Ok, so it turns out that my bulldog determination to keep my blog semi-updated over the past few weeks has utterly failed. But, a lot has happened over the past month, and I’d love to share it with you! So here are the highlights of the second half of our South Island journey….
When J, Max and I arrived in Queenstown after our West Coast road trip, we decided that we miraculously weren’t sick of each other. In fact, we didn’t want to leave each other… like, at all. So we decided to extend our road trip and head down south to see what we could find!
First order of business: finding a vehicle. After being sandwiched together like sardines in the back of a station wagon for a week, we weren’t all too keen on renting another tiny car. But we also weren’t necessarily interested in becoming one of ‘those’ tourists that rent the obnoxious, lime-green, moving billboards that are Jucy campervans…. that is, until we found out the price. For less than what we paid for our tiny Subaru, we could rent a huge (and I mean, HUGE) campervan complete with kitchen, sink, stove, television, DVD player, table, chairs, and two (count ’em, TWO) full beds. AND they even provided all of the bed linens. They even gave us towels! Turns out we weren’t so opposed to looking like ridiculous tourists after all…
We took a long trip and did a lot of stuff, so to spare you the gory details here’s a list of our favorite things from along the way:
We started our trip going as far south as we could into the area known as the Catlins. The rugged coastline and immense power of the ocean at those latitudes was nothing less than breathtaking, and it has quite a few cool attractions as well! One of those was Slope Point, the southernmost point of New Zealand. A twenty minute walk from the road leads you to a little yellow sign on a cliff that marks its exact geographic location, and a lighthouse stands nearby to warn off oncoming ships. The most amazing part of the area was the ocean – colossal waves crashed against the cliffs below us, and you could feel the power of the water as it literally made the ground rumble beneath you. Max, ever the climber, found his way down to the shore and I had a ‘Mommy Moment’ of worry (“Be careful, it’s not safe!”), but eventually all three of us found our way down to the water. I don’t regret a thing.
We also went to Curio Bay, where there are the fossilized remains of a 180 million year old forest. Yeah, that’s right. 180 million years. We walked out among the rocks and fossils and despite what I tried, I couldn’t even begin to fathom an ancient forest of podocarp trees standing there where the ocean was now. Only in New Zealand…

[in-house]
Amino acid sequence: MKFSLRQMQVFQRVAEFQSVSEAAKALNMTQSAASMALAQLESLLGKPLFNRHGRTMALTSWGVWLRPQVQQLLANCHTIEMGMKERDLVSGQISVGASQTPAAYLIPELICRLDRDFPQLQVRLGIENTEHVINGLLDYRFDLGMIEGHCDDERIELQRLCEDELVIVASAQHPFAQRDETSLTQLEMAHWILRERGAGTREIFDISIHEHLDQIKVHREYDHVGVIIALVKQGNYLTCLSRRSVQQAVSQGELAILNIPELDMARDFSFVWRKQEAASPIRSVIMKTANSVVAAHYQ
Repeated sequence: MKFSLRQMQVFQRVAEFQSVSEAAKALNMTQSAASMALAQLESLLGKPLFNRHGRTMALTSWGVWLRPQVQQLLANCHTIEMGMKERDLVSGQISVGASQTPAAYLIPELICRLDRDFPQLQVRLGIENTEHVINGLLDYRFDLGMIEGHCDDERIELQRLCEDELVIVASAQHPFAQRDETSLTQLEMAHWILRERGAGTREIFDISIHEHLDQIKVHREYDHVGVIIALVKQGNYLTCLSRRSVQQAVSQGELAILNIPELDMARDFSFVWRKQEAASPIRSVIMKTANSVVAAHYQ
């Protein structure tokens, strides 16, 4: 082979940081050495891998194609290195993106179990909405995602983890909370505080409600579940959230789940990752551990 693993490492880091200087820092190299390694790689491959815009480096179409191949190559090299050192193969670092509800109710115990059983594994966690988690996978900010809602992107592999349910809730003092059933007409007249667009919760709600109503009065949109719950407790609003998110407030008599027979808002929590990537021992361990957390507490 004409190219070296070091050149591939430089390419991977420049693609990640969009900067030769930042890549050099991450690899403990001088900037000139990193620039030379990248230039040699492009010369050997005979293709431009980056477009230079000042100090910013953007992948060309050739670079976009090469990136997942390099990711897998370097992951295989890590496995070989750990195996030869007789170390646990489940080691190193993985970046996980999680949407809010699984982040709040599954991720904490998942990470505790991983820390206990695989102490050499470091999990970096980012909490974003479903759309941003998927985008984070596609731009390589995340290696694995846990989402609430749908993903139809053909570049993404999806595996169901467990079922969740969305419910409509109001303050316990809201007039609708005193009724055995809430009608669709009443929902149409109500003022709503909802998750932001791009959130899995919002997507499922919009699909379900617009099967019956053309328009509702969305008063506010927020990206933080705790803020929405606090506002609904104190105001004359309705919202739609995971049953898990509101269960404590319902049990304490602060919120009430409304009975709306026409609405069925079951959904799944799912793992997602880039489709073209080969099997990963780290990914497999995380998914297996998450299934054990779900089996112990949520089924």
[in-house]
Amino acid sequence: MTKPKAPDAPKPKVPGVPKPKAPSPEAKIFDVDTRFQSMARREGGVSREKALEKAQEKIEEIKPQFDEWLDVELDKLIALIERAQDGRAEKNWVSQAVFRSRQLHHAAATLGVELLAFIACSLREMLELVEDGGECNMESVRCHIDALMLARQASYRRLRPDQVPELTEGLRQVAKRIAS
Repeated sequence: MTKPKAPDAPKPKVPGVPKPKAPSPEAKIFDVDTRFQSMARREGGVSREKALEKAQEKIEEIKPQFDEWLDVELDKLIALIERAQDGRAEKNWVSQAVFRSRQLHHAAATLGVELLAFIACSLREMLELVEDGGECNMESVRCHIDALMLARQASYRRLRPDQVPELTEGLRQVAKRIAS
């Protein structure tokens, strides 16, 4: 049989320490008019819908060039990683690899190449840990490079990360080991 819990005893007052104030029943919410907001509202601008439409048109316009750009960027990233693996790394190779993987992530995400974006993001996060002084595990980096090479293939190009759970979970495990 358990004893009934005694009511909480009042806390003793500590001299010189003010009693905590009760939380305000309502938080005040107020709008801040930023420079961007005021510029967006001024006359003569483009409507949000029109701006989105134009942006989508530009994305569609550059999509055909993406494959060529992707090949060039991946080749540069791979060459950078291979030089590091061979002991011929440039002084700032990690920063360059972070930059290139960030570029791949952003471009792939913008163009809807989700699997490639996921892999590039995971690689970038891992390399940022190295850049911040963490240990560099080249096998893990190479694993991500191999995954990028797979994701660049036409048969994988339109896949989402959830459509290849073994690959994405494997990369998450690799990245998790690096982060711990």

And, as if seeing the edge of the world and an ancient, fossilized forest weren’t enough, we even saw NZ’s greatest national treasure: Niagara Falls!
The Bluff Oyster Festival
Even further south along the coast, we ended up in Bluff at exactly the right moment to attend their famous Bluff Oyster Festival. (We may or may not have timed our trip perfectly to match up with it…) Despite their rather amateur-looking website and terrible publicity, the festival itself is actually very large and was great fun – we stuffed ourselves silly with three dozen raw mussels, fresh mixed seafood chowder, prawn skewers with lime caper aioli, a half dozen battered oysters, vinegar, onion, parsley and capsicum marinated blue cod, and smoked salmon on rye, and spent the afternoon drinking white wine and listening to the musicians on stage. As if the seafood wasn’t enough, they also had two music stages, and even an indoor stage for a raucous oyster-opening and eating contest! We also got to enjoy the antics of the hilariously drunk (or possibly not?!) Mayor of Invercargill, who was also apparently a member of a NZ biker gang, had a bit part in “The World’s Fastest Indian”, and holds the record for the World’s Longest Television Interview (26 hours!). Who knew?!
Fiordland and Milford Sound
From Bluff we headed up north a bit to appreciate the immensity and drama of Fiordland, one of New Zealand’s most famous destinations (which should really tell you something). The weather in the fiords is notoriously fickle – all cars are required by law to carry snow chains during the winter – and we witnessed this first hand on our drive into the National Park. During the first half hour we found ourselves driving straight into a scene from a ‘Winter Wonderland’ postcard, complete with falling snow, white mountains, slippery roads and freezing temperatures:
and then, five minutes later, it looked like this:
We weren’t really in a state to complain, though. We pretty much felt like this:
We spent the night in our van at Milford Sound, and took advantage of our ‘Jucy Deal(s)’ to take a ‘Jucy Cruise’ through the Sound the next day (yes, it was obnoxious, and no, we didn’t care). The best part of the cruise was seeing the huge pod of dolphins that swam alongside/under/around our boat for nearly half an hour, and of course the spectacular scenery too. Plus, I learned the difference between a fiord (a glacier-carved valley) and a sound (a river-carved one). Thanks, Jucy!
At the end of our trip we found ourselves in Skippers Canyon right outside of Queenstown, trying to ignore the ‘Rental Cars Forbidden’ signs and brave the 4WD-only road through the gorge. We didn’t actually make it more than half a kilometer into the canyon before we turned back, but we did climb a (slightly dangerous) peak to sit and watch the descending sun. Truly an amazing piece of scenery:
The night of our trip to Skippers Canyon we found ourselves at a campground outside of Glenorchy. Not only was our parking space right next to a lake, with a stunning view of the mountains right behind and long deserted road behind us, but there was even a huge tree house to lounge in! We treated ourselves a late night apéro and enjoyed the beauty.